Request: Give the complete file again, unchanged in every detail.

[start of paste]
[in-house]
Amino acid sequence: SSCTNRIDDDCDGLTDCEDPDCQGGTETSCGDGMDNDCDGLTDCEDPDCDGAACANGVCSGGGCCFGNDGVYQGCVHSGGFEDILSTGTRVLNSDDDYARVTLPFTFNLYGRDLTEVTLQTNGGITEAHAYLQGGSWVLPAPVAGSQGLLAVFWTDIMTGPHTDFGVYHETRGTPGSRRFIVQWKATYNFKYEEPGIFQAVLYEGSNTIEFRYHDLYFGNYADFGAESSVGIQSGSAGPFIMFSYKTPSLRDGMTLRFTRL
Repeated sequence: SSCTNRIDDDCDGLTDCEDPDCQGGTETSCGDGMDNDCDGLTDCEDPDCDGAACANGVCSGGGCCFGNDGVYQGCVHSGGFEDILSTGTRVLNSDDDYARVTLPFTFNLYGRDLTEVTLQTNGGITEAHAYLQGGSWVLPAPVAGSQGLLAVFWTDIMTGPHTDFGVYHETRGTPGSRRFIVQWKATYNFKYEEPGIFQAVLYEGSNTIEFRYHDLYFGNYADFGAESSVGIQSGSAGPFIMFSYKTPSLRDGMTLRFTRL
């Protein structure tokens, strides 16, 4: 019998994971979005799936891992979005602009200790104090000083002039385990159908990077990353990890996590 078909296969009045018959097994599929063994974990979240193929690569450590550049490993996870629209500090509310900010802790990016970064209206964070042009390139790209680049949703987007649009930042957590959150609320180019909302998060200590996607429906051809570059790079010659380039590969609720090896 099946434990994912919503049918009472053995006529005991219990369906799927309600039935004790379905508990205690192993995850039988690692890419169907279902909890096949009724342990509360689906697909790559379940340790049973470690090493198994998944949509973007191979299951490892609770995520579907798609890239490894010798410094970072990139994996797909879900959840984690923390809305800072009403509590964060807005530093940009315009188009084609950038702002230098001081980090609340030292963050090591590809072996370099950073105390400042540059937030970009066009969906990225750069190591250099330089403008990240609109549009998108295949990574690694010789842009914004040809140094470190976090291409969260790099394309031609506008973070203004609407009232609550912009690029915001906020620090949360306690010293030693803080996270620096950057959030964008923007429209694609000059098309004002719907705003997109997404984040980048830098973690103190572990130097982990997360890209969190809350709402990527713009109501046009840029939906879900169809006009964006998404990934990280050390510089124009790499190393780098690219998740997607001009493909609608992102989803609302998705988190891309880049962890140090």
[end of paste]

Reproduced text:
[in-house]
Amino acid sequence: SSCTNRIDDDCDGLTDCEDPDCQGGTETSCGDGMDNDCDGLTDCEDPDCDGAACANGVCSGGGCCFGNDGVYQGCVHSGGFEDILSTGTRVLNSDDDYARVTLPFTFNLYGRDLTEVTLQTNGGITEAHAYLQGGSWVLPAPVAGSQGLLAVFWTDIMTGPHTDFGVYHETRGTPGSRRFIVQWKATYNFKYEEPGIFQAVLYEGSNTIEFRYHDLYFGNYADFGAESSVGIQSGSAGPFIMFSYKTPSLRDGMTLRFTRL
Repeated sequence: SSCTNRIDDDCDGLTDCEDPDCQGGTETSCGDGMDNDCDGLTDCEDPDCDGAACANGVCSGGGCCFGNDGVYQGCVHSGGFEDILSTGTRVLNSDDDYARVTLPFTFNLYGRDLTEVTLQTNGGITEAHAYLQGGSWVLPAPVAGSQGLLAVFWTDIMTGPHTDFGVYHETRGTPGSRRFIVQWKATYNFKYEEPGIFQAVLYEGSNTIEFRYHDLYFGNYADFGAESSVGIQSGSAGPFIMFSYKTPSLRDGMTLRFTRL
């Protein structure tokens, strides 16, 4: 019998994971979005799936891992979005602009200790104090000083002039385990159908990077990353990890996590 078909296969009045018959097994599929063994974990979240193929690569450590550049490993996870629209500090509310900010802790990016970064209206964070042009390139790209680049949703987007649009930042957590959150609320180019909302998060200590996607429906051809570059790079010659380039590969609720090896 099946434990994912919503049918009472053995006529005991219990369906799927309600039935004790379905508990205690192993995850039988690692890419169907279902909890096949009724342990509360689906697909790559379940340790049973470690090493198994998944949509973007191979299951490892609770995520579907798609890239490894010798410094970072990139994996797909879900959840984690923390809305800072009403509590964060807005530093940009315009188009084609950038702002230098001081980090609340030292963050090591590809072996370099950073105390400042540059937030970009066009969906990225750069190591250099330089403008990240609109549009998108295949990574690694010789842009914004040809140094470190976090291409969260790099394309031609506008973070203004609407009232609550912009690029915001906020620090949360306690010293030693803080996270620096950057959030964008923007429209694609000059098309004002719907705003997109997404984040980048830098973690103190572990130097982990997360890209969190809350709402990527713009109501046009840029939906879900169809006009964006998404990934990280050390510089124009790499190393780098690219998740997607001009493909609608992102989803609302998705988190891309880049962890140090």